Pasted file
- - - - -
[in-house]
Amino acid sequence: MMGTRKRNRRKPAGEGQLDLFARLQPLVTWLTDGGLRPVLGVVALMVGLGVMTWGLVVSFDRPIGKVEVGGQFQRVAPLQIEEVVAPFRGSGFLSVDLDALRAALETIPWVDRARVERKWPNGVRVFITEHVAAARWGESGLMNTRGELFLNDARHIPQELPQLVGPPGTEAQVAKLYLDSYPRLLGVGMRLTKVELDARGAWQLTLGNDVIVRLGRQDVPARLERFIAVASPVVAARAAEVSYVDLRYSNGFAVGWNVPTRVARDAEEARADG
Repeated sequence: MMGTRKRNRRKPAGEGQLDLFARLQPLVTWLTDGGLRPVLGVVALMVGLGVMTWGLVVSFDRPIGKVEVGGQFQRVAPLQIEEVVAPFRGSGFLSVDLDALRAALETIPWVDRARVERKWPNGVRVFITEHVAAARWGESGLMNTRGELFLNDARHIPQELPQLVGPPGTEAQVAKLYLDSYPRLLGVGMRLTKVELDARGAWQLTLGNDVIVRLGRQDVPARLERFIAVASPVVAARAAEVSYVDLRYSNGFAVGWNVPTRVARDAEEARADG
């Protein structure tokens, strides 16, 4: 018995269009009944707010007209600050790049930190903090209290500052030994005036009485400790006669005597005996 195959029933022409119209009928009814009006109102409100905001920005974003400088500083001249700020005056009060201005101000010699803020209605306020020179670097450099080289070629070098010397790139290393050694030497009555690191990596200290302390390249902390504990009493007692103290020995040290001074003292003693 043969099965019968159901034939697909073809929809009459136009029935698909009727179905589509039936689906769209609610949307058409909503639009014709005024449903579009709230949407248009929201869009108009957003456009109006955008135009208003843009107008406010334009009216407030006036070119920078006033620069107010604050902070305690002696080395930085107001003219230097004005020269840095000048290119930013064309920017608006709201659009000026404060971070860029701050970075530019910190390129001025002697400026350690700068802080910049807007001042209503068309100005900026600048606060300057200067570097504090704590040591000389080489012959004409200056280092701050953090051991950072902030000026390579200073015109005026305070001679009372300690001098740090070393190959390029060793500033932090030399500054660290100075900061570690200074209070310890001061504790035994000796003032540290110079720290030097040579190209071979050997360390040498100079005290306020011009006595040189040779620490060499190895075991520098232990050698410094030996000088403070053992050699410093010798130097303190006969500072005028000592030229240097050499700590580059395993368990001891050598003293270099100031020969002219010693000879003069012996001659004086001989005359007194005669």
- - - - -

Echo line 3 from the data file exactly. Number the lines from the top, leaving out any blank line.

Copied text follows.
Repeated sequence: MMGTRKRNRRKPAGEGQLDLFARLQPLVTWLTDGGLRPVLGVVALMVGLGVMTWGLVVSFDRPIGKVEVGGQFQRVAPLQIEEVVAPFRGSGFLSVDLDALRAALETIPWVDRARVERKWPNGVRVFITEHVAAARWGESGLMNTRGELFLNDARHIPQELPQLVGPPGTEAQVAKLYLDSYPRLLGVGMRLTKVELDARGAWQLTLGNDVIVRLGRQDVPARLERFIAVASPVVAARAAEVSYVDLRYSNGFAVGWNVPTRVARDAEEARADG